James Fox

Imagine you are a famous actor, at the top of your game, and have just appeared in a movie with Mick Jagger. And then you give it all up and move to Sheffield to become a travelling salesman. This story has done the rounds since the 1970s and yes, it is all true.

William Fox, born London 1939, was the son of theatrical agent Robin Fox and actress Angela Worthington. He first appeared on film in 1960 in The Miniver Story but was working in a bank when director Tony Richardson offered him a minor role in The Loneliness of a Long-Distance Runner.

Under his stage name, James Fox, he went on to star in The Servant, King Rat, Thoroughly Modern Millie, Those Magnificent Men in their Flying Machines and The Chase. Handsome and appealing, Hollywood was calling, but there was a problem.

After playing alongside Mick Jagger in Performance in 1968 (not released until 1970 owing to its sexual content and graphic violence), James Fox was in a crisis.

“There were so many things that caused tension in me,” he said. “Working on Sundays, making love on screen and using bad language.”

The result of this self-torture was that Fox turned to religion. In 1970 he joined a Christian group called The Navigators, his involvement the subject of a BBC documentary, Escape to Fulfilment, in 1971.

“When it was over, I had to decide what to do in the longer term. I had met another Christian, Alan, from near Sheffield, that summer, and we immediately became friends. He was an administrative manager with British Steel at Stocksbridge. He invited me to come north to live with his family.

“I was told that I’d have to get a job, so I bought a copy of the Sheffield Morning Telegraph and sat down in Barker’s Pool to study it. Just about the only job I could see that I could do was as a salesman and there was a vacancy for a post with Phonatas, to get new clients for their office telephone sterilising service in the Sheffield and Rotherham area.

“On my first day at work, I went to London Road. My second stop was a car showroom. The manager interviewed me. ‘You’re James Fox, aren’t you? What on earth are you doing here?’ I told him I wanted him to sign up to have five phones cleaned weekly and that I’d come to live in Sheffield and was doing this as a job. I was given the contract by the incredulous manager.”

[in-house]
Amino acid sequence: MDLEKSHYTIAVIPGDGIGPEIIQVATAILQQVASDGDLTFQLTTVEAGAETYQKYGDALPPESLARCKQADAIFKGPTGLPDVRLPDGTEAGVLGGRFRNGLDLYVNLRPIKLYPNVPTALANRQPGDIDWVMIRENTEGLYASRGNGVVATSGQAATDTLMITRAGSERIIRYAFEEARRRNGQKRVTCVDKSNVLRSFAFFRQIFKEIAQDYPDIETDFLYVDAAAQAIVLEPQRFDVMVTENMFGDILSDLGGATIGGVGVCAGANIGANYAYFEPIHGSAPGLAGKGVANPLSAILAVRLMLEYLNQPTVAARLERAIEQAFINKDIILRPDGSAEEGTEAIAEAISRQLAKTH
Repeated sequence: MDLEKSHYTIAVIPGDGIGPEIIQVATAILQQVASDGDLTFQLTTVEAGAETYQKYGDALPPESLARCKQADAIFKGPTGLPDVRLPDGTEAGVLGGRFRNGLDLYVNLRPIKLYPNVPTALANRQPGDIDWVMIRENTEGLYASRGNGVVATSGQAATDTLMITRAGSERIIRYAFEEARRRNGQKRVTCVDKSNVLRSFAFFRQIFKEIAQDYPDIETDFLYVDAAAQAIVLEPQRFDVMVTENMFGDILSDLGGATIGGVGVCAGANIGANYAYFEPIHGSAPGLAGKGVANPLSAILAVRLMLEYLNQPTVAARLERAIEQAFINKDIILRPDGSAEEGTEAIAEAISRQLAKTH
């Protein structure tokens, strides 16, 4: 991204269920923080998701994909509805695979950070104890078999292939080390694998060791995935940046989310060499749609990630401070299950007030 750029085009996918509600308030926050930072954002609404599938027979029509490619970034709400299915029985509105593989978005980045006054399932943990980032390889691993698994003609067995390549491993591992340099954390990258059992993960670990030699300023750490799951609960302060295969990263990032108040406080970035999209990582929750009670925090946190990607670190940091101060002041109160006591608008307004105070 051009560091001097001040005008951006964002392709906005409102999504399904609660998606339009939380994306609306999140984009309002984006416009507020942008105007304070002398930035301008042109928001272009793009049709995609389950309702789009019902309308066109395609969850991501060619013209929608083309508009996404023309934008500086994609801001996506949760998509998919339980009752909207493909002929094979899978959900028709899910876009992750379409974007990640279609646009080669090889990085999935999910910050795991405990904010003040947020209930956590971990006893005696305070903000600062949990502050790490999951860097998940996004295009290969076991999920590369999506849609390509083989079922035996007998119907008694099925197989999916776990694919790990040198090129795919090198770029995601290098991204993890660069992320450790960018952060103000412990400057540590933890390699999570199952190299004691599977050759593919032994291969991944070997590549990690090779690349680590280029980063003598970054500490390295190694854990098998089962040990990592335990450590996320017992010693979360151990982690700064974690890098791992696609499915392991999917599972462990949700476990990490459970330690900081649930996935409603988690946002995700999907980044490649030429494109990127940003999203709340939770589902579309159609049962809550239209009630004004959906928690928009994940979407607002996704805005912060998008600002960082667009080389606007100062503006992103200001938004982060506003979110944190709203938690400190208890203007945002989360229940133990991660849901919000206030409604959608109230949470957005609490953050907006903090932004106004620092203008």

For the next eighteen months he toured every business district in Sheffield and Rotherham, the evenings spent making evangelism visits, attending meetings and Bible studies.

Attracted by the estate agency business, Fox moved to T. Saxton and Co, to become an assistant in its commercial property department. During the summer of 1972 he met Mary, a nurse, whom he married the following year and set up home at Oughtibridge.

“I went to the office each day by bus down London Road, which I had walked so many times as a salesman, and in the evening, I came home to my wonderful wife and her cooking.”

After he was offered a chance to join the staff of The Navigators, Fox and his wife finally left Sheffield and moved to Leeds in 1974.

By the early eighties, suitably refreshed, Fox decided to return to acting. The first role he was offered was playing opposite Meryl Street in The French Lieutenant’s Woman, a role he understandably turned down.

In the end, his comeback involved several dramas for the BBC before hitting the big screen again with Greystoke: The legend of Tarzan, Lord of the Apes, A Passage to India and Absolute Beginners.

Since then, Fox has enjoyed a second career on stage and screen, although often overshadowed by acting brother, Edward Fox.

James and Mary Fox have five children – Thomas, Robin, Laurence (DS James Hathaway in Lewis), Lydia and Jack, the youngest two also capable actors. He is, of course, also uncle to other acting offspring – Emilia and Freddie Fox.

The Sheffield connection may now be forgotten, but when James Fox appeared on Desert Island Discs, he chose Oft in the Stilly Night by the Bolsterstone Male Voice Choir, as one of his eight discs.